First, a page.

I often find myself intimidated by other people. I realize I make all sorts of assumptions about what they think about me, most of which leave me feeling intimidated and inadequate in some way. I can tell that those assumptions keep me from building relationships with people. Could you give me some advice on overcoming this?
Intimidation and assumptions are caused by your own fears about not being good enough.
Principle: Fear is the root cause of most problems.
You must stop doubting your value. You must stop comparing yourself to other people. You are an incomparable being!
You are intrinsically and extrinsically different from everyone else on the planet; you are on a different journey and here to learn different lessons. There is no level where comparing yourself with others makes sense. It would be like comparing a strawberry, a grape, a peach and a cantaloupe to see which is better. The truth is, they are each perfect in their own way.
You are also a one of a kind. There will never be another YOU. This makes you irreplaceable and your value absolute. Remember, nothing anyone thinks about you can change your value.
Principle: Assumptions about what other people think of you are usually unfounded.
We all have a tendency to create stories that put us “below” or make us judged by other people. When you create these stories, you are usually projecting your own fears and insecurities about yourself onto these people.
Most of the time they aren’t thinking about you at all.
Principle: We have a tendency to see other people as different from us. We tend to see others as either better than us or worse than us.
Your subconscious mind sees everyone in terms of good guys and bad guys. It will see some people as the bad guys (worse than you) so you can feel like the good guy (superior). Others your mind will see as the good guys (better than you) so you can experience self-pity drama about how “less than” or bad you are.
Neither of these is ever accurate.
The truth is, we are all the same. We are all amazing, irreplaceable, scared, struggling human beings in process. No one is less than or better than anyone else. We all have good intentions and good hearts, and we all behave badly on occasion, too.
There may be some people who are actually “bad,” but they are the exception to the rule. Most people are doing the best they can with what they know and want to be good.
When it comes to our value as human beings, we are all the same. We cannot cast stones at anyone else, nor should we put anyone "above" us. You must choose to step back and see yourself and the situation without “good guy/bad guy” drama. This more accurate perspective is a choice you can make.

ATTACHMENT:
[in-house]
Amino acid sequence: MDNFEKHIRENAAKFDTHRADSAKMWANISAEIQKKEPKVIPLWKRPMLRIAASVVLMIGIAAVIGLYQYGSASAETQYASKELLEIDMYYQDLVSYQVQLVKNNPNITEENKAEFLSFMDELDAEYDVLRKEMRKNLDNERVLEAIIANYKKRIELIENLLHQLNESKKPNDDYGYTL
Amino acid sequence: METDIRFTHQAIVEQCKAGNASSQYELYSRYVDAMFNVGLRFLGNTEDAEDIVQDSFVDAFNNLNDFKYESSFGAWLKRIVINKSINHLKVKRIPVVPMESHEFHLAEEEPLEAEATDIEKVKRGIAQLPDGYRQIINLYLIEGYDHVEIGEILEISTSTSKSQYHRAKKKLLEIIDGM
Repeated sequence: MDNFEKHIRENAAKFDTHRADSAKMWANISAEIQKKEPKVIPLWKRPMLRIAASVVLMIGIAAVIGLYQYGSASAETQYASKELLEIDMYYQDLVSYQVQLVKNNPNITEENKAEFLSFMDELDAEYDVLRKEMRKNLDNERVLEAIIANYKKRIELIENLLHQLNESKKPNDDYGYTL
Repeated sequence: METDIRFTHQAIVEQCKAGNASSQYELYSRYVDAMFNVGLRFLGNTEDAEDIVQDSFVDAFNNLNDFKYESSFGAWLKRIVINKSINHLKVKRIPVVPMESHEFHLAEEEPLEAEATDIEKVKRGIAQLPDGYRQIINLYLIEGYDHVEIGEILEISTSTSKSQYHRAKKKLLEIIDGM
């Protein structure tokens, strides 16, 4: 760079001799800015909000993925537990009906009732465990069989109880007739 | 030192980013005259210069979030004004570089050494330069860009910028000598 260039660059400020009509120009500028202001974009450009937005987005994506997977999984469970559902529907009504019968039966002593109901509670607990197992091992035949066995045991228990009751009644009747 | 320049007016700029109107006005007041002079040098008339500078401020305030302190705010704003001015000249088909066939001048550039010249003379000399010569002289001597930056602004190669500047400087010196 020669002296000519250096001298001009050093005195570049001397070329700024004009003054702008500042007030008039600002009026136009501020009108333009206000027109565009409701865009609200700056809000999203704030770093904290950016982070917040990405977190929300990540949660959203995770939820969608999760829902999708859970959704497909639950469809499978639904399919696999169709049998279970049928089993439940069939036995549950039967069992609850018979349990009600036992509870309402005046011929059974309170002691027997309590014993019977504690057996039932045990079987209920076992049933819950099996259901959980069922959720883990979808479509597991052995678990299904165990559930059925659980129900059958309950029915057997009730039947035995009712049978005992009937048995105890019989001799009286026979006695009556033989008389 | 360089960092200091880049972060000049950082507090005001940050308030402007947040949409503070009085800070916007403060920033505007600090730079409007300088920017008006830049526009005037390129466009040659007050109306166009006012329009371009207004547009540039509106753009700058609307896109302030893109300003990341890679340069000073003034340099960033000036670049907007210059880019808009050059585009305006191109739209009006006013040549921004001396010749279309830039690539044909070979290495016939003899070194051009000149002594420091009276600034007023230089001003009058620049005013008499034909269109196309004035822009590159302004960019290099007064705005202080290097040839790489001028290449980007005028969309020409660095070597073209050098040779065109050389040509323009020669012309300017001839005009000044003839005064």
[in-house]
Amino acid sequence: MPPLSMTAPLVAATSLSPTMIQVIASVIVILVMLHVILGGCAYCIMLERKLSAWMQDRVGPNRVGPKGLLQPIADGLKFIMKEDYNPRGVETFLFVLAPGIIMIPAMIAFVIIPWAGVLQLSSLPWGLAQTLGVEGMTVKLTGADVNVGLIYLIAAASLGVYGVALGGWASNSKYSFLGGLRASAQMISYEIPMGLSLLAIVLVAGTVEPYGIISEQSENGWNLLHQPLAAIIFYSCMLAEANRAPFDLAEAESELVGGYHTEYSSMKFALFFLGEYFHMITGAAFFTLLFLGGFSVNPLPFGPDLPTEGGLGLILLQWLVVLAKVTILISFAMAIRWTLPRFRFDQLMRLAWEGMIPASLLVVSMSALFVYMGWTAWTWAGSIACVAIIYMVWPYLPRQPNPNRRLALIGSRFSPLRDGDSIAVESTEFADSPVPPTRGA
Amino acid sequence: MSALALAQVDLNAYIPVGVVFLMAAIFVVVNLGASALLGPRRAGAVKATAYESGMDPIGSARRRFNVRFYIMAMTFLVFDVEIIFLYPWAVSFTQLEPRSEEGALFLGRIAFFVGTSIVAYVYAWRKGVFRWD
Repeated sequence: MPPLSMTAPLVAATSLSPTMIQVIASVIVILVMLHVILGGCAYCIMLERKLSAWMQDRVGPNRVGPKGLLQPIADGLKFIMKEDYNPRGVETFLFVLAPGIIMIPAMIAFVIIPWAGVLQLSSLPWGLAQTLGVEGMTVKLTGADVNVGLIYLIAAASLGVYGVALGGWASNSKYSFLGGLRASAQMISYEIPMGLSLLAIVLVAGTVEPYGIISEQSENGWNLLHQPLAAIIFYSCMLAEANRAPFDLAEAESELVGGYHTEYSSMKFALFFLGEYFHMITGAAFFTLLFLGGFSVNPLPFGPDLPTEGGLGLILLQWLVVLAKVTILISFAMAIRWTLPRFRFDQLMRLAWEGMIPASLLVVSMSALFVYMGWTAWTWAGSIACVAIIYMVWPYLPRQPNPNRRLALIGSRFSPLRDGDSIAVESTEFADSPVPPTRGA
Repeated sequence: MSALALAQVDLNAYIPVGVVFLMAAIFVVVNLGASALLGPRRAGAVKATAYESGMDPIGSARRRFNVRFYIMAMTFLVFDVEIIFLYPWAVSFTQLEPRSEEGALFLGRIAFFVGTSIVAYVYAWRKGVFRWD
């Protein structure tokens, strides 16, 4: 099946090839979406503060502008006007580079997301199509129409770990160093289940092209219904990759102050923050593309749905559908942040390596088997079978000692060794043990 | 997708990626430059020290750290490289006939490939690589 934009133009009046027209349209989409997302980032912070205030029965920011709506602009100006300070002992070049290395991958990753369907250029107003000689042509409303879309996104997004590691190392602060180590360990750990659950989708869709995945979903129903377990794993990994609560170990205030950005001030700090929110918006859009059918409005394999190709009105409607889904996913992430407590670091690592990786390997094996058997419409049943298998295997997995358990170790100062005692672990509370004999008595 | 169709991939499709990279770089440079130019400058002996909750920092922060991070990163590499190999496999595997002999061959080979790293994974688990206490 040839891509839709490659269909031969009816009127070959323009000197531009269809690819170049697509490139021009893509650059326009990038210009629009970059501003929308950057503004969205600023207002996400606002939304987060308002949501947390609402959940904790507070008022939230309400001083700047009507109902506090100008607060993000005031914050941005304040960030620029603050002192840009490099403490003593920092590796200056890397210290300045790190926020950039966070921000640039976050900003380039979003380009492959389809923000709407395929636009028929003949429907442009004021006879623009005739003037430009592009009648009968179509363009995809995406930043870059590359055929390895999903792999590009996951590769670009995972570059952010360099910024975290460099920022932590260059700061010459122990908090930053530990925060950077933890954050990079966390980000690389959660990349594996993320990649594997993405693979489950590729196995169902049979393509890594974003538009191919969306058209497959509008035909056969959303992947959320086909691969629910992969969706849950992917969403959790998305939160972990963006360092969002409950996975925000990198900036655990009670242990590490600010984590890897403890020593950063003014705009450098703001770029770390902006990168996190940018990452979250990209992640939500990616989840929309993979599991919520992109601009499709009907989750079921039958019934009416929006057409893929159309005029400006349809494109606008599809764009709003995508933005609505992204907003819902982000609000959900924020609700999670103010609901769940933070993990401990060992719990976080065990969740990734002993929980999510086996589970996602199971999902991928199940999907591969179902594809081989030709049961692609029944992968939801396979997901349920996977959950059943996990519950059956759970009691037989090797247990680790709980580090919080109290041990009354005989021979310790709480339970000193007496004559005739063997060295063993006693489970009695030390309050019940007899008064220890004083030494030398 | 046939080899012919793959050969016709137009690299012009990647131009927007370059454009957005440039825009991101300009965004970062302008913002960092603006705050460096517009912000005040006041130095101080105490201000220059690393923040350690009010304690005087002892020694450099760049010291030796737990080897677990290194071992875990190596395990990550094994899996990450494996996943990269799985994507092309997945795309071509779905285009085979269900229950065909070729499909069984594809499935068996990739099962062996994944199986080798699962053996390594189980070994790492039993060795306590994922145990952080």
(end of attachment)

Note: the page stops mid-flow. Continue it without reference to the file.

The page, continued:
Whenever you experience intimidation, run through the following three truths:
You can only be in one of two places in any moment. You are either in fear and worried about getting love and validation, or you are in trust about your value and able to give love and validation to others.
When I say to focus on love, I am not talking about being a doormat and giving this person whatever they want. You can handle yourself with strength and confidence and show them you value them as a human being at the same time. Choose to focus on making them feel validated instead of worrying about your value. This is a (love-based) giving energy instead of a fearful one.
Make the decision to set aside your fears and focus on caring about this person who intimidates you. Focus on edifying them: Ask questions and listen to them and let them feel God’s love for them through you.
It will change the experience.
You can do this.
“A man who is intimate with God is not intimidated by man.” -Leonard Ravenhill
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These articles were originally published on KSL.COM
Giles is the president and founder of Claritypoint Life Coaching and is a
popular life coach, author and speaker. She was named
one of the top 20 advice gurus in the country by Good Morning America in 2010. She appears regularly
on local and national TV and Radio.